- Each operation should validate its requests and handle authentication and authorization if needed in a self-contained manner.
All of this also aligns pretty well with SOLID design principles. Now, all of this sounds great on paper; however, there are a few pain points to consider. If you strictly adhere to these restrictions, you will end up creating a lot more services than if you didn't. For example, there are a lot of cases where the use case simply is to go get the data and go store the data. In such situations, you are forced to create a use case handler that is largely pass-through to an accessor/persistor. You could relax these rules in such situations, but then you have a dependency from your consumer to your accessor/persistor. If, at some time, the use case evolves, you need to make sure an use case handler is inserted at that point rather than the so-called "non-volatile" accessor/persistor being modified.
The other obvious pain point with this approach is code bloat. More services means more code, and that means more code to maintain. I think when you get to a system of a certain size, that volume of code becomes justifiable. So, there is a system size below which a lot of this is too much overhead. It is wise to identify that point and react accordingly. Perhaps better tooling could help, too - something tailored for building systems this way.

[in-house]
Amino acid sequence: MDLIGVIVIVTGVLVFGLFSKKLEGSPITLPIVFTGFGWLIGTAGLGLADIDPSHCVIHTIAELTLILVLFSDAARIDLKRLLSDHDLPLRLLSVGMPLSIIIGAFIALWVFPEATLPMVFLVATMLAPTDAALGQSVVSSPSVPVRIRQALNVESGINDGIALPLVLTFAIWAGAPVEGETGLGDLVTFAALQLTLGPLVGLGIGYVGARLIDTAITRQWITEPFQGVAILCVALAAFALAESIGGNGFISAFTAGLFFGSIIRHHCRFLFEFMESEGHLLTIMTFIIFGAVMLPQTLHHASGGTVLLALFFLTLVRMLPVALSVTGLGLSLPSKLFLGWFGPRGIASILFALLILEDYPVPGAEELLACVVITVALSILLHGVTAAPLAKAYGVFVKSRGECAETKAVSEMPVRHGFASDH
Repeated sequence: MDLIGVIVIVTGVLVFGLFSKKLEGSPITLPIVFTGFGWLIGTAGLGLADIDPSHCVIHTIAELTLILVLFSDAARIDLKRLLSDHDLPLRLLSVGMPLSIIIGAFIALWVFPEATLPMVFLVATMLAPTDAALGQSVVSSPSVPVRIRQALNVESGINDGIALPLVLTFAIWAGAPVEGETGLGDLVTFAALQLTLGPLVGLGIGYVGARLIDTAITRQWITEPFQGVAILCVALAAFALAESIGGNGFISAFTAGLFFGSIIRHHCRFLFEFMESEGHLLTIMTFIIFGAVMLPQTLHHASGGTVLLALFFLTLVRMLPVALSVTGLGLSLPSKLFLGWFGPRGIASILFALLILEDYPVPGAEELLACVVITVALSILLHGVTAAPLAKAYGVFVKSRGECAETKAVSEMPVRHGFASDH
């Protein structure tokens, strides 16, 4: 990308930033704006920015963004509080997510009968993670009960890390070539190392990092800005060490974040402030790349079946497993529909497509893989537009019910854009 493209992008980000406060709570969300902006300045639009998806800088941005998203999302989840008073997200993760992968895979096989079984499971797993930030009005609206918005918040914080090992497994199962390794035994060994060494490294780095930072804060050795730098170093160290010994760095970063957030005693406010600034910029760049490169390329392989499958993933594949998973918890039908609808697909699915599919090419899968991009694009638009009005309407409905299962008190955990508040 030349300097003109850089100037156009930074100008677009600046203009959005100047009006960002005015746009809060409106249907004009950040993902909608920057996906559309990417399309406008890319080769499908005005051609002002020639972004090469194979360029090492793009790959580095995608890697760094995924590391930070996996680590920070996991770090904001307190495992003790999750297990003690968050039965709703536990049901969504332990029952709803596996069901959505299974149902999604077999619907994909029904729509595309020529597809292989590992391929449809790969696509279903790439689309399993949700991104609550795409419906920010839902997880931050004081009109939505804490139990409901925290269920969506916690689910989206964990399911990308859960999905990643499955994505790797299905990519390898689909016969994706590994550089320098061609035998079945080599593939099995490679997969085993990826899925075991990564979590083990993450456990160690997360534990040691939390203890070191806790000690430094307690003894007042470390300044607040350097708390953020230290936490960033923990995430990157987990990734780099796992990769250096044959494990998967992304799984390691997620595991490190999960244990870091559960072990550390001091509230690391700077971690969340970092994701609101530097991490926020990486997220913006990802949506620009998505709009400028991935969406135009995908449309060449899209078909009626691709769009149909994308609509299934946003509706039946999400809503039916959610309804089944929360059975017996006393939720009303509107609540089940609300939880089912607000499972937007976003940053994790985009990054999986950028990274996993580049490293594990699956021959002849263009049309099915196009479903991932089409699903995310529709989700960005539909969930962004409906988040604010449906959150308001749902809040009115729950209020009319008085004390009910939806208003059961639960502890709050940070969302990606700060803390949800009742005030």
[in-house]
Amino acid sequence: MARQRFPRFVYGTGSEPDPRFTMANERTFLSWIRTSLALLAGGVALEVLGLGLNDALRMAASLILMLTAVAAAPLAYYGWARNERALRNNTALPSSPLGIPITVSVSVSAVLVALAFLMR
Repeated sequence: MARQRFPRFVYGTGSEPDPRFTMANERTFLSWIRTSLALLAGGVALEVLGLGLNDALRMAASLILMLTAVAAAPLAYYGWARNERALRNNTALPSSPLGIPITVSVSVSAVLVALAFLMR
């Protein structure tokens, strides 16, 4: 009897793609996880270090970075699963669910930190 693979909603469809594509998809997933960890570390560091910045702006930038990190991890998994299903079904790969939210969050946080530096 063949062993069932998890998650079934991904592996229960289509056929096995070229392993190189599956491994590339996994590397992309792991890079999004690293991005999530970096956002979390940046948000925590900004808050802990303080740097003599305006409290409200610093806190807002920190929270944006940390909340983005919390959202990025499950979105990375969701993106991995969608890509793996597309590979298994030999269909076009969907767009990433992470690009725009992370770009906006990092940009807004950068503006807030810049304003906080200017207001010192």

One problem I have with this - and in fact with SOA in general is that your system is made up of all these services that have logic distributed within them. If you decomposed by volatility and then by function, then granted - your logic is distributed properly. There still is no identiable "core" of the system where the "meat" is - so to speak. That is something that DDD addresses in my opinion. Hence my increasing interest in meshing DDD and SOA. More on that later.